[This post is part of our special Freelancing Friday!]
When you’re first starting out, you might want to try some formulas that have been developed over the years by other freelancers. To determine an hourly fee, one suggests looking at three areas:
- Your costs
- Your experience
- Your locale.
Here’s how it would flesh out:
Applying the Formula
To use this type of formula, first add up the costs of your monthly office rent, your office equipment and supplies, postage, Internet access, phone service, subscriptions, and any dues or memberships you may have. If you’re working out of your home, talk with your accountant about how much of your housing expenses, including utilities can be applied to your business–if any (you’ll have to do this anyway when you do your taxes). Add all of these up to determine how much it’s costing you per month to run your business. Divide this by the number of billable hours you have each month to come up with an hourly rate that will allow you to break even. By billable hours, I mean those hours for which you’re being paid. Most freelancers shoot for half of their working time to be billable, and the other half to be use marketing, keeping the books, etc.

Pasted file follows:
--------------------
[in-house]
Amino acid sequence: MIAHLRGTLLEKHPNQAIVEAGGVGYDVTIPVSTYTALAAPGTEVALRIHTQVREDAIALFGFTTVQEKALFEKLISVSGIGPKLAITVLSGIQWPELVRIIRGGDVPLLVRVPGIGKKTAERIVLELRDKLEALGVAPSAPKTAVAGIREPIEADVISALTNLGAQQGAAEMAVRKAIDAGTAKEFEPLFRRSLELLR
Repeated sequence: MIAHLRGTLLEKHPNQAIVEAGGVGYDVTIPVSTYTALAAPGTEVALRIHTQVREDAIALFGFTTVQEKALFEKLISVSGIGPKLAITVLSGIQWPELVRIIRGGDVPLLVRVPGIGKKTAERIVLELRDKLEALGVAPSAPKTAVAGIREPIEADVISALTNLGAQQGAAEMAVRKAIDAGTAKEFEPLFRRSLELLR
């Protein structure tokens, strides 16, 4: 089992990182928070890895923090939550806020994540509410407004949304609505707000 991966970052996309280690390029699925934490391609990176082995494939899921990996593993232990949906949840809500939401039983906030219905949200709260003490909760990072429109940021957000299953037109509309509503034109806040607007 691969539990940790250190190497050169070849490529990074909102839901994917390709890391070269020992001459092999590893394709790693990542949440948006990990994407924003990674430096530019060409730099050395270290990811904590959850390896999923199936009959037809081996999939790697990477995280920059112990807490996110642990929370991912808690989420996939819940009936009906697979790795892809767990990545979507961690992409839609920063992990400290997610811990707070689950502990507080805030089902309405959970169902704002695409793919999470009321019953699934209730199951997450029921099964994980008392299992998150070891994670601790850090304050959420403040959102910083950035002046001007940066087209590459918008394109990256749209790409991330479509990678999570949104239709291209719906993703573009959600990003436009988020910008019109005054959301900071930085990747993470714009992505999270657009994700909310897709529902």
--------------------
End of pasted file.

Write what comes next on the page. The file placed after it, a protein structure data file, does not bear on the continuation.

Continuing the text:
So let’s say that you’ve determined that your monthly expense to run your business is $1,200 and although you’d like to have 80 billable hours in a month, you’re just getting started, and right now, you only have 30 billable hours in a month. Your fee would be $40 an hour to cover your basic expenses.
Another thing to factor into your fee is your experience. If you’re just starting out and don’t have a track record or samples of your work to show, you’ll probably have to discount your fees until you are more established, so perhaps you decide your hourly fee will be $25.
Third, you want to look at where you live. If the cost of living in your city is high, then you’ll be able to charge more. For example, if you live in New York City, you may want to raise your hourly fee up to around $50; if you live in small town, on the other hand, you may want to lower your hourly fee to around $20.
Any tips and insights you have for setting freelancing fees would be great–so share them in the comments, below!